The 5 Key Steps for Successful Project Management

Fiona Buttars, PMP

Manager, Professional Services

Fiona has managed projects including system selections, system implementations, data conversions, integrations, customizations, report development, database support, needs assessments, pricing studies, and customer behavior analysis.
April 06, 2021

Starting a new project at work can be daunting. Questions immediately begin circulating: Where do you even begin? How will you meet the deadlines? Do you have the right resources to be successful? Here at JCA, we’re experienced at managing projects. So we’ve pooled our knowledge and put together this list of five key steps to make your project a success.


An important step in initiating a project is identifying a Project Manager (PM), or the person who is best suited to be in charge of the project. A PM needs to know how to lead the planning process, manage the team as they execute the plans, keep things under control, manage change, and bring the project to completion. Above all, the PM must be an effective communicator. No small task!

The PM needs to understand why the project was selected and the expected benefits. Is it to create more efficient processes? Achieve a strategic goal? Meet a regulatory requirement?

The PM can start with a project initiation checklist to document what is needed. To start off a project, it’s helpful to think through these four questions:

  1. What information do you need?
  2. How are you going to get this information?
  3. Who is responsible to gather information?
  4. Where are you going to centrally store the information?

As an example, let’s say your organization is implementing a new CRM system. Some needs for this type of project could include:

  • Documents outlining the purpose and objectives of the project.
  • Checklist for basic system functionality needs.
  • Who needs what type of system access (server, front-end, back-end).
  • Organization charts (if you are working with other companies).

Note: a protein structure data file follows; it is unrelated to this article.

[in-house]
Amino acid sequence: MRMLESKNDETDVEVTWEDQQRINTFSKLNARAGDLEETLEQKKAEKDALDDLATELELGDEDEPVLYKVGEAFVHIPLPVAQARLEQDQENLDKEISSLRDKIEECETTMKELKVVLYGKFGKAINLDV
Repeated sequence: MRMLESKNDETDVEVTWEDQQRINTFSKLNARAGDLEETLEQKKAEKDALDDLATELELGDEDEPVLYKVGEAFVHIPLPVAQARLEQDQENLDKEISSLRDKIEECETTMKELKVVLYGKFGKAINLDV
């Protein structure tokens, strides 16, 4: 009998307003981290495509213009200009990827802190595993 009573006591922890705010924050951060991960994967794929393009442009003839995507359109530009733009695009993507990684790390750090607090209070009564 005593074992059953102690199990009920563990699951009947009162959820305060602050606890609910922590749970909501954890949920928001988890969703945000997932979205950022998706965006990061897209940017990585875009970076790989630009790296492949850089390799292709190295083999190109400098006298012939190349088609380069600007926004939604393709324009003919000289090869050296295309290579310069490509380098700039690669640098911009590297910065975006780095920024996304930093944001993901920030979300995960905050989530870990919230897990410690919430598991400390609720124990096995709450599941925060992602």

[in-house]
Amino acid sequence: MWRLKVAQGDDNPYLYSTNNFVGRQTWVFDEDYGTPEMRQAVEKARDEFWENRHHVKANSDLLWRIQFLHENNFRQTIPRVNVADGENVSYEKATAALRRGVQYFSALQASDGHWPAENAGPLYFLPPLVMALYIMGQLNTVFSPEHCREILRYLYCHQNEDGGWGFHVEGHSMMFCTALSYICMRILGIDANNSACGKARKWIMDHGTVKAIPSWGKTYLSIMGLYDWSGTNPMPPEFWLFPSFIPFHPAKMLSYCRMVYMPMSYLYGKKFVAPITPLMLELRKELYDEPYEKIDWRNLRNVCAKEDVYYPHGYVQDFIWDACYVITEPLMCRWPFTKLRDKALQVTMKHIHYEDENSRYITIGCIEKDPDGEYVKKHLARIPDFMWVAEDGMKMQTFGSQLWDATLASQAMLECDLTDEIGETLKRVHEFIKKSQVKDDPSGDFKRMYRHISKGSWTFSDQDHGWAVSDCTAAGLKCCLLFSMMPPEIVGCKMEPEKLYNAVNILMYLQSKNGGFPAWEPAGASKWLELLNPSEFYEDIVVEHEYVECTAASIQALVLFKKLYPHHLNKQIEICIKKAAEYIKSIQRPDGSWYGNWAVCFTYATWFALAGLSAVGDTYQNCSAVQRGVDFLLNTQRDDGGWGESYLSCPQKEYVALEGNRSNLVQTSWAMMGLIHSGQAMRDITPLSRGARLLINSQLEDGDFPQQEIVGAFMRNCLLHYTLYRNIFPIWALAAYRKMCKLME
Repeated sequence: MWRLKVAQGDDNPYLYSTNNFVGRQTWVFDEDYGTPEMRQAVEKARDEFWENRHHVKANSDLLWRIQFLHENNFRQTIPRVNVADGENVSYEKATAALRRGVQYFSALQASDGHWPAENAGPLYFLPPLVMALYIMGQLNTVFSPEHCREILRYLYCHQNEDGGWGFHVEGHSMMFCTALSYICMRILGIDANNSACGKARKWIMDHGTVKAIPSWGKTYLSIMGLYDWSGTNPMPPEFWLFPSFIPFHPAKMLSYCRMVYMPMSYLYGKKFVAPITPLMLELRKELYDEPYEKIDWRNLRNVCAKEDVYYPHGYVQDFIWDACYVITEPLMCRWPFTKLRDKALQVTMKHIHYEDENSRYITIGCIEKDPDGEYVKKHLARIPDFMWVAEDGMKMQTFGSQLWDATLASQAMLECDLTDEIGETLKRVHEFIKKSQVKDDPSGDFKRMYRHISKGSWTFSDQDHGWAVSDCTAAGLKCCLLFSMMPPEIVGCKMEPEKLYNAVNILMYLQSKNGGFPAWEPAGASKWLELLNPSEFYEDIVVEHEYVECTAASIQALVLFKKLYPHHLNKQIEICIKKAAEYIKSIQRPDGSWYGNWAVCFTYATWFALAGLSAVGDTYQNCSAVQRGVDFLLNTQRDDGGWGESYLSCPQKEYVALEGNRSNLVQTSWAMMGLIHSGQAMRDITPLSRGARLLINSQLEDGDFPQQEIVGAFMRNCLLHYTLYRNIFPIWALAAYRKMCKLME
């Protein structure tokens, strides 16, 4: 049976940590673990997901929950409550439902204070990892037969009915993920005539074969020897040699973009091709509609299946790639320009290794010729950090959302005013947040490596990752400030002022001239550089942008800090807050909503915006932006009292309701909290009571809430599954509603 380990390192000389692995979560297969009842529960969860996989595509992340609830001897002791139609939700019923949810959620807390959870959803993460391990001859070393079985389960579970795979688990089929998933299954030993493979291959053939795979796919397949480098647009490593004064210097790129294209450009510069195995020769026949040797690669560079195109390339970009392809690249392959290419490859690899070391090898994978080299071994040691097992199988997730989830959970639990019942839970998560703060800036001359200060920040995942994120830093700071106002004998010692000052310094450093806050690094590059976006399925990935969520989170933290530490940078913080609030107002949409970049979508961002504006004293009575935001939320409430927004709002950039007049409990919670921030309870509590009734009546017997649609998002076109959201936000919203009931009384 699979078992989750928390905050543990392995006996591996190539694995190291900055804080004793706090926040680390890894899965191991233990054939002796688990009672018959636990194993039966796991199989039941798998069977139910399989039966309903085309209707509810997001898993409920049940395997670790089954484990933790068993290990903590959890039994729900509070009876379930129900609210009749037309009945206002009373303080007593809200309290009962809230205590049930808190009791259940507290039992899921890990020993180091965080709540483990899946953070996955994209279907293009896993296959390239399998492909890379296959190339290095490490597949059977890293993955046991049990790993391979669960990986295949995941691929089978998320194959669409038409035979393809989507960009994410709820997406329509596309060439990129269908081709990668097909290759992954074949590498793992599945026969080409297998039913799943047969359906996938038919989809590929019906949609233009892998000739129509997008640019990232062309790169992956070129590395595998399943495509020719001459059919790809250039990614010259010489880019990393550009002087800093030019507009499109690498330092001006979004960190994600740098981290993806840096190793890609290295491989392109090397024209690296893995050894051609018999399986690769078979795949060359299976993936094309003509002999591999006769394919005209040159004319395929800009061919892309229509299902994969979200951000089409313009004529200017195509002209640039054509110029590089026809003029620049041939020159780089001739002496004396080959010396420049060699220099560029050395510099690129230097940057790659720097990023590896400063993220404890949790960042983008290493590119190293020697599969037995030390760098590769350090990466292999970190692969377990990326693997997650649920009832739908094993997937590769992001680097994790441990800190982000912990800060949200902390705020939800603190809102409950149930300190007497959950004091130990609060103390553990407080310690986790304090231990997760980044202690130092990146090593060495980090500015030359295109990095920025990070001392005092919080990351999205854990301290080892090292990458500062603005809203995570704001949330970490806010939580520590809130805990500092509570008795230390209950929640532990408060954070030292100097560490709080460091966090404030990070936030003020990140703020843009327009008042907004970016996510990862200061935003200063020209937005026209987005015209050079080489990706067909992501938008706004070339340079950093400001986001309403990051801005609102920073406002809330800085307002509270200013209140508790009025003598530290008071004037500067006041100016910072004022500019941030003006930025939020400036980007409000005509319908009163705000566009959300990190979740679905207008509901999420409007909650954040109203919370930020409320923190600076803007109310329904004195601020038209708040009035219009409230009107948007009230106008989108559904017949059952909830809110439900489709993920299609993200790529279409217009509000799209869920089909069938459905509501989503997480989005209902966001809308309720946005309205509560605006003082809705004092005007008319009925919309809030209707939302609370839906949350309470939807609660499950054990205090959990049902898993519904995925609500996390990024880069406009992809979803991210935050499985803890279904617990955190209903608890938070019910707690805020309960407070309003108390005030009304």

Project planning helps ensure that everyone who will contribute to the project is on the same page. Planning ahead of performing the work helps assure agreement and sign off on scope, schedule, and budget. There are many elements to project planning, and a pivotal planning document is the project scope statement. Besides defining scope, there are three key areas to pay attention to:

  1. Assumptions:

We all have assumptions and expectations. The challenge for the PM is to uncover these assumptions from the project team and stakeholders, and document them. It’s critical to understand what stakeholders believe to be true about the project, as incorrect assumptions introduce risk to projects.

Going back to our CRM implementation project, here are some example questions that could be used to uncover assumptions:

  • Who is responsible for providing system access? Are there any dependencies?
  • Who is responsible to test the system? What type of tests should be undertaken?
  • Who is responsible to deliver training? What type of training will this entail?
  • If a resource leaves mid-project and needs to be replaced, who is responsible?
  1. Constraints:

Constraints limit options and potentially impact schedule, cost risk, scope, quality, and resources. The PM needs to be aware of and document any constraints.

Some common constraints include:

  • Vacation dates for project team members.
  • Organizational campaigns and events that will limit staff availability.
  • System limitations.
  • Milestone dates.
  1. Exclusions: